Supply chain

The domino effect of geopolitics on automotive supply chains

  • 08/02/24
  • 4 min

Many automotive experts projected that the impact of Brexit or the continued development of alternative fuels would be the talking points of the early 2020s. However, no one could have predicted that a global pandemic, rapid inflation and two significant conflicts would grab the headlines.

Vehicle manufacturing line

Just as the industry had seemingly stabilised after several challenging years, the escalating tensions in the Middle East have presented a fresh, yet familiar, hurdle for it to face – supply chain uncertainty.

When historians look back on the 2020s, there will certainly be plenty to discuss. While the 20th century’s ‘Roaring 20s’ saw a decade of post-war optimism and relative prosperity before the Great Depression of 1929 struck, its 21st century equivalent seems to have skipped straight to the end of the script. Having already witnessed Covid-19, widespread economic uncertainty, conflict, and numerous natural disasters, all before the decade’s halfway mark, many could be forgiven for keeping their glass half empty.

The latest event to have a global impact is the continued geopolitical instability in the Middle East, which, beyond the immediate and tragic human consequences, is adding another headache for industries across the world.

The crux of the issue sits with the inability of cargo ships – filled with the valuable parts, tools and equipment needed to manufacture cars, vans and trucks across Europe – to safely navigate their usual Middle Eastern shipping lanes. Given approximately 15% of world shipping traffic travels via the Suez Canal – which is also the shortest shipping route between Europe and Asia – this is the last thing an automotive industry still recovering from the pandemic needed.

To protect their crew and cargo, a high volume of ships are instead being diverted through alternative lanes – typically around Africa – which in some cases adds four to six weeks on imports bound for the UK and Europe. This of course impacts the vehicle manufacturing itself, and as a knock-on effect, the planned deliveries to their customers.

With the conflict in Gaza and Israel having now been underway for several months, Europe’s key automotive manufacturing stakeholders are starting to really feel this domino effect. For instance, both Tesla and Volvo Cars announced in January that they were suspending some production in Europe, with the former citing that a lack of components and delivery delays were “creating a gap in supply chains,” with Elon Musk predicting the halt would see a drop in production of between 5,000 and 7,000 cars.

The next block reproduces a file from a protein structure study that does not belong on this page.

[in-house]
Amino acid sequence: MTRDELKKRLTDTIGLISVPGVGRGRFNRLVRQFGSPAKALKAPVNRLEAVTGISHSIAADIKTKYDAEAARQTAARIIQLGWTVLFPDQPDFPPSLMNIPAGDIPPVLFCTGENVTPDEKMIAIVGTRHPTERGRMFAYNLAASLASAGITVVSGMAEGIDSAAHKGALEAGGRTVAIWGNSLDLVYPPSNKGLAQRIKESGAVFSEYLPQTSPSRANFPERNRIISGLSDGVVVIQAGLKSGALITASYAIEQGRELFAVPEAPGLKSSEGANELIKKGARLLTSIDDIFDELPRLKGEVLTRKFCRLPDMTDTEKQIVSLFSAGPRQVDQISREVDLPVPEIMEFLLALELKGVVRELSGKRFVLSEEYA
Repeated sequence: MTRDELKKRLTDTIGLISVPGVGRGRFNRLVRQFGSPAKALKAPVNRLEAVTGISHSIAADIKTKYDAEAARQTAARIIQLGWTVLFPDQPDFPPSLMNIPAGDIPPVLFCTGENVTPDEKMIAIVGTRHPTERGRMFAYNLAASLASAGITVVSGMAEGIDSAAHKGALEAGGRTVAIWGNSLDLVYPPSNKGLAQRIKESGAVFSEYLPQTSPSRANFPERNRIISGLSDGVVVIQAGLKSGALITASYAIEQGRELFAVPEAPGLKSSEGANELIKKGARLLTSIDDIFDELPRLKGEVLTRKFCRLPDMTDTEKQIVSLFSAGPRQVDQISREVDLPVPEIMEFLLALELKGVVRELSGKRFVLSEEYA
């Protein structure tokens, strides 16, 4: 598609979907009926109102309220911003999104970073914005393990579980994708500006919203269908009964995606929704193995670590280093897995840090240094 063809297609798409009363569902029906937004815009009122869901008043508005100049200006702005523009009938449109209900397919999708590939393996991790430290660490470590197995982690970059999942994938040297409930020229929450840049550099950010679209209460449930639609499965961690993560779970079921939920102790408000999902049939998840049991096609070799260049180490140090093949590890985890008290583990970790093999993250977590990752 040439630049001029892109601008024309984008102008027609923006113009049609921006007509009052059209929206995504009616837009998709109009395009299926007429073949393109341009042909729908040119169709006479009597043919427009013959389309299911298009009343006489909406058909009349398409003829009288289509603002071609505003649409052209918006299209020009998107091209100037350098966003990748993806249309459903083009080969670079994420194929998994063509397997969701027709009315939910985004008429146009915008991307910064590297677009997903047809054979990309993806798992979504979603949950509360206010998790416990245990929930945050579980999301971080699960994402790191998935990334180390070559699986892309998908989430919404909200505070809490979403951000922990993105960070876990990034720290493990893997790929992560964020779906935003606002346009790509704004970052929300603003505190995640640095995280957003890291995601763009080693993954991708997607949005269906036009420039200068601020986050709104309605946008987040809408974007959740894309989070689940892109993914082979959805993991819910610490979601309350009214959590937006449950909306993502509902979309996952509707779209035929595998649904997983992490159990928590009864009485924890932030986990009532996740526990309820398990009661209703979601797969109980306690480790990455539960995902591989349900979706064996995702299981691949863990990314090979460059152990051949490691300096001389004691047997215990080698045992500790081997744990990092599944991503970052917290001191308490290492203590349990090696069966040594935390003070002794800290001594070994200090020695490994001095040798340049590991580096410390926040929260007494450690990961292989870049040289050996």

It is not just the passenger car market which has been affected, however. During Fraikin’s regular conversations with the major commercial vehicle manufacturers, we are also seeing delivery and manufacturing delays, with the same issues apparent when sourcing replacement parts for repairs and servicing.

It is a situation which Fraikin is not just acutely aware of, but actively tackling head-on. Our team are proactively monitoring and tracking price fluctuations across our supply base, managing operational and servicing risks – including spiking VOR costs – as well as working tirelessly to ensure our stocked parts capacity remains at expected levels.

Meanwhile, for Fraikin customers awaiting vehicle deliveries, we remain in constant communication with vehicle manufacturers to minimise disruption and cost impacts for all our clients.

While the status of the supply chain today is no doubt frustrating for many stakeholders, the memory of delayed deliveries and closed manufacturing plants during the pandemic – with a global semiconductor chip shortage that is still ongoing – may mean that for many the current outlook feels very familiar.

But how could the industry avoid such delays moving forward?

Just-in-time manufacturing has been the go-to production method for the automotive industry for decades, but can suppliers and vehicle manufacturers continue to rely on this model? New investments – from both the public and private sectors – in facilities such as battery manufacturing plants and EV charging infrastructure suggest a growing appetite for players to centralise key parts of their supply chain and reduce their reliance on external partners.

Such a transformation, however will not happen overnight, but in the meantime, you can rest assured that Fraikin remains committed to deliver a better day for all our customers.

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